No particular reason to do the hard drive upgrade at the same time, as
    long as you have enough space. Leopard needs a fair amount more disk
    space than Tiger. (Snow Leopard needs a fair amount less.)

    If you have a means to connect the old drive externally, you could do
    the hard drive swap, install Leopard on the new drive, and migrate data
    from the old one, keeping it running Tiger. Tidy up the new drive to
    remove anything you don't want in the Leopard system after the

    Note that Disk Utility in Leopard can repartition a hard drive without
    erasing it (growing or shrinking the size of a partition, and add or
    remove later ones; you can't shift the start position of a partition).

    Depending on the PowerBook G4 model, replacing the hard drive is
    anything from relatively easy (Titanium 15" models) through medium
    difficulty (Aluminium 15" models) through a pain the neck (12").

    They all use parallel ATA hard drives, which are limited in capacity and
    manufacturers, so your upgrade options aren't as good as with more
    recent models.
    That would certainly be easier.
    David Empson, May 26, 2010
  4. You can't.
    It only works on Intel based Macs. It won't even boot on a G4.
    You can run SheepShaver, a PPC emulator. It will run MacOS 7.6 up to

    Not an issue in this case.

    Now that you found out you can't do what you ask, you have to decide if it is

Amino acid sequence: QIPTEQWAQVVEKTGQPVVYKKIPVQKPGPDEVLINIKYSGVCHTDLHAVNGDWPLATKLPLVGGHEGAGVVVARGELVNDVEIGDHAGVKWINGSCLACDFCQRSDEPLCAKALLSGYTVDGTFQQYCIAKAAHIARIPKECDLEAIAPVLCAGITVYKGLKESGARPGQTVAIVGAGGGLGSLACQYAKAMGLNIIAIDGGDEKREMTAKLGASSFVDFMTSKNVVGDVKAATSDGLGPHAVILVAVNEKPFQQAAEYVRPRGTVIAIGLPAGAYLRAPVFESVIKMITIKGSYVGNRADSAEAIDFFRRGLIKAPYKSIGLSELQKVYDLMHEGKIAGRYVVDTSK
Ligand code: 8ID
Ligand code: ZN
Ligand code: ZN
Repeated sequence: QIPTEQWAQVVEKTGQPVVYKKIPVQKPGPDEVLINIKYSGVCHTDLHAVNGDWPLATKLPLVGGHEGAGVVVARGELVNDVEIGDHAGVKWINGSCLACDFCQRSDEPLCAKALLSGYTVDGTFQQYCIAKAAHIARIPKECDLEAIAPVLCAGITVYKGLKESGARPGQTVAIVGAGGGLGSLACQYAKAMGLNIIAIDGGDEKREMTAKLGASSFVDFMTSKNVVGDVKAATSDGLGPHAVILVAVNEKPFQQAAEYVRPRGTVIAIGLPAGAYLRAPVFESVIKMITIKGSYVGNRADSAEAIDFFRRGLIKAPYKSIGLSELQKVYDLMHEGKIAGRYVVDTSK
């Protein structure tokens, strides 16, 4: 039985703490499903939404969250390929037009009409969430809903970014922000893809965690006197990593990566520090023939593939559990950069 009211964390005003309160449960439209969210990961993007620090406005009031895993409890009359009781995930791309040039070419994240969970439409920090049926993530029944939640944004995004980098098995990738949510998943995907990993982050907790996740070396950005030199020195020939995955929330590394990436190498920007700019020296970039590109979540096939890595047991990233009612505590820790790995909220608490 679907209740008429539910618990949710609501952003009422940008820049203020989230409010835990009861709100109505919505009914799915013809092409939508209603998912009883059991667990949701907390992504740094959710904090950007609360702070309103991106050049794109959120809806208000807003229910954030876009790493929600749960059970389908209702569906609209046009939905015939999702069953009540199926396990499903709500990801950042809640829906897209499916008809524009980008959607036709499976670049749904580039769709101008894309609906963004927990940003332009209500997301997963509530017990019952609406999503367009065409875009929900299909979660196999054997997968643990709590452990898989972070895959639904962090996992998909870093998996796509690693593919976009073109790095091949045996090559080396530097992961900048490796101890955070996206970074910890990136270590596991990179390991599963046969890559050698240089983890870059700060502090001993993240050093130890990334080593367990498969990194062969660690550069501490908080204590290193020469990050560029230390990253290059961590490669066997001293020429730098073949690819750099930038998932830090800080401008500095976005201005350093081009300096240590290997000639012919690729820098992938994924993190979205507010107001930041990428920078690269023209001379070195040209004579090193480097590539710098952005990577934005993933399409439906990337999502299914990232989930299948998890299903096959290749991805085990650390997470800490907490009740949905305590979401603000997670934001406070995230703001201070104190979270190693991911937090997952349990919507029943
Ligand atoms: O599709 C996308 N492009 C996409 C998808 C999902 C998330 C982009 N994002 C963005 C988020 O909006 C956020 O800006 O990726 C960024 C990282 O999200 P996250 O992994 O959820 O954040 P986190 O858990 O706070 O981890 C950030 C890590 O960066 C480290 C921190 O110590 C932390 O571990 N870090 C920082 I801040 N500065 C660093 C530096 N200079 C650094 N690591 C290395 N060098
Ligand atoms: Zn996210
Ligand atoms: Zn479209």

worth the upgrade to Leopard and ask a whole new set of questions.

    Geoffrey S. Mendelson, May 26, 2010
  5. IF its an Intel Mac you would be better of going straight to snow Leopard.

    I OTOH have PowerPC Computer I would love to get my hands on a copy of
    X.5 there are a couple of programs I wish to get that run on nothing
    prior to Leopard.
    Phillip Jones, May 26, 2010

  6. 1. Consider learning how to express yourself concisely.

    2. Don't post post multilevel complex questions and expect a clear answer.
    Joseph Capgras, May 26, 2010
  7. Glen Labah

    Wes Groleau Guest

    But I'm going to try anyway.

    PLEASE don't quote an entire two-page post only to add two lines proving
    you didn't read the first line.

    Wes Groleau

    A pessimist says the glass is half empty.
    An optimist says the glass is half full.
    An engineer says somebody made the glass
    twice as big as it needed to be.
    Wes Groleau, May 26, 2010
  8. Glen Labah

    David Sankey Guest

    Snow Leopard does not run on PPC, so won't run on PowerBook G4.

    Tiger as you now have is the last version to support Classic, which is
    what you need to run your old old applications. Therefore if you
    upgrade to Leopard you will lose this possibility.

    No versions of Mac OS come with Pages, this is part of the iWork
    package. The current version of this still supports 10.4.11.

    Changing the internal disk in a Powerbook is not impossible, but also
    not trivial. And 80 GB is tight now.

    Kind regards,

    David Sankey, May 26, 2010
  9. There are several clear answers.
    And learn to trim.
    John McWilliams, May 26, 2010
  10. Glen Labah

    Glen Labah Guest


    It's a PowerBook Aluminum 15", 1.25 GHz, 1 GB.
    Glen Labah, May 27, 2010
  11. It's probably either the Family Pack (SRP $199 US), or the Family Pack version
    of the Mac Box Set (Leopard + iLife + iWork, $229).
    The single-license version of the Mac Box Set was only $169.
    Wayne C. Morris, May 27, 2010
  12. Glen Labah

    Glen Labah Guest

    My thanks to all who offered their advice.

    I'd like to go the Leopard route, and the boxed set with iLife and
    iWork, as it would be helpful sometimes to have a word processor.